In a profession where, mostly, the creations are flamboyant, but the creator is not, the 46-year old Danish architect Bjarke Ingels is a media sensation; with a famous Danish designer going to the extent of wryly remarking, “If there were a movie star within architecture, it would be Bjarke…he’s a mix between the Puerto Rican singer Ricky Martin and the American actor and musician Jack Black.’!
Born in Copenhagen in 1974, Ingels studied architecture at the Royal Academy of Arts and the Technica Superior de Arquitectura in Barcelona. Post a three-year stint at OMA in Rotterdam and later co-founding PLOT Architects in 2001, Ingels created the Bjarke Ingels Group(BIG),in 2005. Over the years, BIG has managed to establish an international presence.
Ingels first came to be known in Denmark for undertaking highly noticeable category-defying projects. Like his first affordable housing developments, wherein one was in the shape of a figure 8, with a bike path that looped up and over ten storeys of apartments; while a subterranean maritime museum was in the shape of a boat.
Over the decades, Ingels’ firm has overseen building skyscrapers, condominiums, museums, stadiums, and parks in four continents. Of late, Ingels is discussing the viability of building on Mars, and a hyperloop connecting Abu Dhabi and Dubai. Towards this end, BIG has hired a former SpaceX rocket scientist to prove that he is not indulging in just speculative architecture. Ingels plans to achieve this futuristic mission through a collaboration with scientists, architects, engineers and multi-disciplinary experts, and by changing from “BIG-Bjarke Ingels Group” to ‘BIG LEAP’; ‘LEAP” being an acronym for Landscape, Engineering, Architecture and Production.
Some of the completed/ongoing projects include: Danish National Maritime Museum, Superkilen Park, Mountain Dwellings, Gammel Hellerup Sports Hall and Art School--all in Denmark. Ingels is also credited with Danish Pavilion at Shanghai Expo 2010, Hualien Residences, Taiwan, BIG Maze, USA, Via 57 West, New York, USA, Hyperloop One, UAE, Google North Bayshore Campus, USA, Two World Trade Center, USA…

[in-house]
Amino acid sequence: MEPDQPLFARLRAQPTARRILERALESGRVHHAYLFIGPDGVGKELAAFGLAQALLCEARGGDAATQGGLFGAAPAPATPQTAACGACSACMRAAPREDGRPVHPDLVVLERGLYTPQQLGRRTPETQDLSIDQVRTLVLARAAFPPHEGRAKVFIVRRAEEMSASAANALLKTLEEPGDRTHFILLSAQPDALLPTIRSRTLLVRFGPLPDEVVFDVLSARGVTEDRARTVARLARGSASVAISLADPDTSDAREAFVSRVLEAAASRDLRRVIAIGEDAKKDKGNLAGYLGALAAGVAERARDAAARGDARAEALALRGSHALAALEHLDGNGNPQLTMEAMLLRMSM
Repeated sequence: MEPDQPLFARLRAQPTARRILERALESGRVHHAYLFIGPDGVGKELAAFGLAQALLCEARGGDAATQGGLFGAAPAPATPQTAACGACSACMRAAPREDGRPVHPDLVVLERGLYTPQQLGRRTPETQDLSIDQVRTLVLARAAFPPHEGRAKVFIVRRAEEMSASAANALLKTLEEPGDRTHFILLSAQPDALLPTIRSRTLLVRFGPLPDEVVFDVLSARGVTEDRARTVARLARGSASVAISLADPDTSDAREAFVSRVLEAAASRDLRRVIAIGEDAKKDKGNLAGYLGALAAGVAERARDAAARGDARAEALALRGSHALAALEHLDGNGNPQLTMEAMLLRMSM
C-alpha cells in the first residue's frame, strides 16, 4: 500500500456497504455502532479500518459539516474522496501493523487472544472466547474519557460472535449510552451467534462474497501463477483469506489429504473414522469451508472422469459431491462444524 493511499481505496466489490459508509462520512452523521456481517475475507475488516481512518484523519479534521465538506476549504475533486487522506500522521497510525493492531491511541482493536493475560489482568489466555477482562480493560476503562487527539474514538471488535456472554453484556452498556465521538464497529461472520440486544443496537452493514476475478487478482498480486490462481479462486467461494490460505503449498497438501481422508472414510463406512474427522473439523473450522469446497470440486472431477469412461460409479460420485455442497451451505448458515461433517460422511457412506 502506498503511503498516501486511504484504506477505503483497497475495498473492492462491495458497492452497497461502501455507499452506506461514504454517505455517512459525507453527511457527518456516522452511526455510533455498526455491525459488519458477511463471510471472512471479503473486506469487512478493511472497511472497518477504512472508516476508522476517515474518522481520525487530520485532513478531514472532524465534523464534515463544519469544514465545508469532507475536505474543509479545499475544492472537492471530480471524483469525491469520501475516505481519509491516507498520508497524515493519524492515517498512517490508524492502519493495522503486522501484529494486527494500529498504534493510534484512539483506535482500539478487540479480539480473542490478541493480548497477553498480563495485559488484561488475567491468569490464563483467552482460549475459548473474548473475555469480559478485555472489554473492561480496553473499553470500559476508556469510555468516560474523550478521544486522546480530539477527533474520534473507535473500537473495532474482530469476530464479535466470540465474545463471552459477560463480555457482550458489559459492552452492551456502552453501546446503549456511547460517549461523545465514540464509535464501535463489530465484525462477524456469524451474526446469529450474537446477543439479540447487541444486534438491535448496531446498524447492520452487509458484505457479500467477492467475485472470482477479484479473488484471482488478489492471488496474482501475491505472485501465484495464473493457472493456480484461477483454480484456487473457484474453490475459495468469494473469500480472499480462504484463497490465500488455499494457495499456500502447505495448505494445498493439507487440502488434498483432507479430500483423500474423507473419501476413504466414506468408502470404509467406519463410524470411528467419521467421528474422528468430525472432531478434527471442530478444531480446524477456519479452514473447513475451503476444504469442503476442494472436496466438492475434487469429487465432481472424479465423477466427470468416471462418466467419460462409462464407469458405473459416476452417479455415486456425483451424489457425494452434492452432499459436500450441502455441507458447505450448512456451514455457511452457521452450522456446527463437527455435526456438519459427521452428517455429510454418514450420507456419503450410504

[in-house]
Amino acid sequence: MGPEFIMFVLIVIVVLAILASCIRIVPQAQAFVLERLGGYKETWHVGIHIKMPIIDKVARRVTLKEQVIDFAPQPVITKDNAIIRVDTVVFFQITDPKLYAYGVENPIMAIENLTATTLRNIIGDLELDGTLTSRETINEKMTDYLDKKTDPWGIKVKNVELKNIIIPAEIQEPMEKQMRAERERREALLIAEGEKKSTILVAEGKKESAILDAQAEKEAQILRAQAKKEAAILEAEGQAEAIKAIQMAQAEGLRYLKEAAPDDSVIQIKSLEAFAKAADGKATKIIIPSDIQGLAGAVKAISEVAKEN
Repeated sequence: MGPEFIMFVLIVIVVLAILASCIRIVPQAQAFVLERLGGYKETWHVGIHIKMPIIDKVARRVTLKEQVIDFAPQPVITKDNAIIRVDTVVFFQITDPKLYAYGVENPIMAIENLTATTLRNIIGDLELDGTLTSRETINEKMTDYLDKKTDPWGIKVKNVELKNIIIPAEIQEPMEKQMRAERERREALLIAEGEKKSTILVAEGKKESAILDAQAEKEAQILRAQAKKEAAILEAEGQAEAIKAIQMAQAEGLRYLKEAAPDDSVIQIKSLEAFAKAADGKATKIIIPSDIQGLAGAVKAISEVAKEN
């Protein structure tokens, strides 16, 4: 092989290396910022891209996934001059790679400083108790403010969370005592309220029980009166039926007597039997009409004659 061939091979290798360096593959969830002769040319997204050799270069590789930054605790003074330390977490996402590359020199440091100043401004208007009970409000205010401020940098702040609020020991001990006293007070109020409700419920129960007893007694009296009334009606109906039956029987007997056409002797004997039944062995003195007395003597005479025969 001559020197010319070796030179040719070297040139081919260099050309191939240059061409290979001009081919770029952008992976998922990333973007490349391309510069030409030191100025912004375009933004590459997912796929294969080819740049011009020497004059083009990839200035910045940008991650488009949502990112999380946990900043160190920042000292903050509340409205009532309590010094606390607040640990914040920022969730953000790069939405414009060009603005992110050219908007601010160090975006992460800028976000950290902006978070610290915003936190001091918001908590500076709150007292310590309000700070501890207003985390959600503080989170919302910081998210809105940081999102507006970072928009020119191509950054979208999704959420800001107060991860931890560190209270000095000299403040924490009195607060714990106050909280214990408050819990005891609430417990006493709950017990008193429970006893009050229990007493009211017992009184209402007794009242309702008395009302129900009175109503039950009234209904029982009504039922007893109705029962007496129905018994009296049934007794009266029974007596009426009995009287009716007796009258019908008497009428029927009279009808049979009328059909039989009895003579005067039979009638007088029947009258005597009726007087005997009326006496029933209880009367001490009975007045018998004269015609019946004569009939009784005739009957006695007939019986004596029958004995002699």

In an interview to QUARTZ magazine in June 2019, when asked if there is a common thread underlying all BIG Projects, Ingels replies, ‘‘ Yes. You can call our practice and our worldview pragmatic utopia. We have the power as human beings to organize all the elements of our world and society in a socially and environmentally perfect way. The power we have as architects is that we can say, yes, we’re going to give you everything you asked for and in addition to that, we’re going to give you something more—something you didn’t ask for.’ Significantly 10 years ago at a 2009 TED talk, he announced his philosophy, ‘yes is more’ and ‘hedonistic sustainability’; this video has since been watched by over 2.3 million worldwide.
Essentially many of his projects seek a blend of sustainability with a playful and responsible spirit fused into buildings to enhance living standards. Ingels would like to veer away from the compartmentalization of two extremes architecture design practice—one which originates from philosophy, mysticism and computer visualisations which though look stupendous are not rooted in living reality; and the other characterized by predictable and boring match boxes of high standard. Ingels wants architecture to carve out a third way wedged in the no-man’s-land between the diametrical opposites. Or capitalize on the potential offered in the fertile overlap between the two.
Ingels has really acquired the reputation of a Starchitect in the true sense with a global fan base, not just for his architectural dynamism, but also for his straight-to-the-point communication style, his good nature and charisma, and his highly creative approach. Clients and admirers clearly see a confidence in him to clearly explain his dreams. And even though the ideas appear to be magnificent and complex, he has the tenaciousness, suaveness, and drive to see them through to the finish line.
In spite of his unique philosophy and conviction, Ingels is not known to impose his own aesthetic dogma—he is ready to find solutions vis-à-vis the demands of the client , and has constantly evolved from project to project. The firm’s unorthodox work—an intermingling of utopian visions and pragmatic solutions—is decidedly of and for the 21st century.
Though Ingels moved to New York in 2010, it appears he now has more control over the next iteration of the city’s skyline than any other architect. In 2015, Ingels bought an apartment in New York's Dumbo neighborhood and a year later started living with his girlfriend, Spanish architect Ruth Otero, at Burning Man. They have a son.
The Robb Report of September 24 2019 which has a tantalizing title ‘How Bjarke Ingels Became Architecture’s Most Subversive Superstar’ states that ‘Ingels turned a roof into a ski slope and made a museum out of Legos. If the architect has a signature move, it’s subverting expectations.’
Hemalatha is a Chennai-based architect with experience in practicing & teaching architecture, and co-founder of SIDART Photography.